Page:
By Katie Walsh | Tribune press service
Some canonical Disney characters simply ask for further questioning. Fur-obsessed maniacal fashionista Cruella De Vil, who tormented the young Darling family and their Dalmatian puppies in “101 Dalmatians,” and even has her own theme song, has had a hold on our imaginations since the animated feature. in 1961. Glenn Close claimed the role in the 1996 live-action film, and now Emma Stone dons the black and white wig in an attempt to explain why Cruella was so hungry for those puppy skins.
Director Craig Gillespie managed to turn the cultural sentiment on the infamous Tonya Harding upside down with his 2017 Oscar nominated film âMe, Tonyaâ, so he’s an ideal director to take on âCruellaâ. A dream team of screenwriters including Dana Fox, Tony McNamara, Aline Brosh McKenna, Kelly Marcel and Steve Zissis contributed to the screenplay, but solving a problem like “Cruella” isn’t easy. The movie is a humanizing origin story in the vein of “Joker,” but aimed at a teenage audience, and we can’t see her attempting to hurt dogs, but that’s all her thing. This is exactly the situation, characteristically.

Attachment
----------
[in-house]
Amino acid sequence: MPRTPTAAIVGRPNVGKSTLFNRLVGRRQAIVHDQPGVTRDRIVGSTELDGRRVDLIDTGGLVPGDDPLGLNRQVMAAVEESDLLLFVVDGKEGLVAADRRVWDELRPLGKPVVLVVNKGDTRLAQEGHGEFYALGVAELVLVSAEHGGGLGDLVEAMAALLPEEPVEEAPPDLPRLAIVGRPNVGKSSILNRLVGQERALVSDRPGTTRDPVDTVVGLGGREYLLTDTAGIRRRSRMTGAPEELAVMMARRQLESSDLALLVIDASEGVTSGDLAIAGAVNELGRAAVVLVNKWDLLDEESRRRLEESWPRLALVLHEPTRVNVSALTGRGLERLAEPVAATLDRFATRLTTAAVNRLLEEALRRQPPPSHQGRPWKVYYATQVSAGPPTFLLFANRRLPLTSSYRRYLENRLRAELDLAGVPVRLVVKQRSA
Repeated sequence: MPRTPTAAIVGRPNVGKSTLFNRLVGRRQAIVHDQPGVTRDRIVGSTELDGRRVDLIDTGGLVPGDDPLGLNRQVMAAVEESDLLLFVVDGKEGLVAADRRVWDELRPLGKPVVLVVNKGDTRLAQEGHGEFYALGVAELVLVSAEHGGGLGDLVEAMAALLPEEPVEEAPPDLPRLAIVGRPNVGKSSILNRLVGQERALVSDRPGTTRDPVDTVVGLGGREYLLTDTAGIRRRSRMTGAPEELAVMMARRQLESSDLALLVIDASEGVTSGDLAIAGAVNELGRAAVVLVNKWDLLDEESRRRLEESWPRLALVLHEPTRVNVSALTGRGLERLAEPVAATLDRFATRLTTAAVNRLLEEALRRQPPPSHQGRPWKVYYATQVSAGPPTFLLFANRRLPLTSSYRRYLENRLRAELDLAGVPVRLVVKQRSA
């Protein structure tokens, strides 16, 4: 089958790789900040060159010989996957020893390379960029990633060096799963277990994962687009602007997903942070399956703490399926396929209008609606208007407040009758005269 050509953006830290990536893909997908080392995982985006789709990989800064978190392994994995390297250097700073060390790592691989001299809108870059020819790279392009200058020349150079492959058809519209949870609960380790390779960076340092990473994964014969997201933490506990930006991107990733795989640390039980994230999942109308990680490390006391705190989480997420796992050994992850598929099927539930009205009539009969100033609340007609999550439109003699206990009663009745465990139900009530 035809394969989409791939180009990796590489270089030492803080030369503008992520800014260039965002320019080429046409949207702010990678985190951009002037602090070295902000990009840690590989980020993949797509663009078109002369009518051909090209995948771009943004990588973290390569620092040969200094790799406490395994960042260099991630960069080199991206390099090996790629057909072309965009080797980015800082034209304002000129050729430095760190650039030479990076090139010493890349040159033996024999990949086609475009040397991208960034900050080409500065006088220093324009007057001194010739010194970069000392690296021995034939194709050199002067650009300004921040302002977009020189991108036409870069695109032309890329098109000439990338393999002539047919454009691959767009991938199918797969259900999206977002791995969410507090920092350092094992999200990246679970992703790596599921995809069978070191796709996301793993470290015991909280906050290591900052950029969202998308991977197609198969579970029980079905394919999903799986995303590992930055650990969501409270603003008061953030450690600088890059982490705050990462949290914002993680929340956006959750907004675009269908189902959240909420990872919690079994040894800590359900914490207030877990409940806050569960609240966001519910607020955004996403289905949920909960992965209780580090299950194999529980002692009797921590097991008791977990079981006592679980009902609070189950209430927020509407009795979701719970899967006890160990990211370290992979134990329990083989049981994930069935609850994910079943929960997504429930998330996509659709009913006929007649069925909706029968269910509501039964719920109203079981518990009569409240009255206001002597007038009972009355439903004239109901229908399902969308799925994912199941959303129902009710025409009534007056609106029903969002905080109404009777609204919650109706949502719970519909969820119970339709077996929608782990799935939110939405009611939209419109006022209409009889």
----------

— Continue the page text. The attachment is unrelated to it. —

Set in London, loosely in the 1970s, Gillespie attempts to deflect attention from all the squidful story moments with a furiously fast-paced shoot. The movie never, ever stops, the soundtrack sweeping through classic rock tunes from Zombies to Nina Simone at an almost breakneck pace. The camera dives, dives, crawls, rushes and climbs the streets and buildings where young street kid Cruella, nÃ©e Estella (Stone), grows up pickpocketing with her best friends Horace (Paul Walter Hauser) and Jasper (Joel Fry), who took her under their wing after the tragic death of her mother. Her journey to understanding this life-changing loss will be the driving force behind Estella’s life, and what will push her to embrace her savage alter ego, Cruella.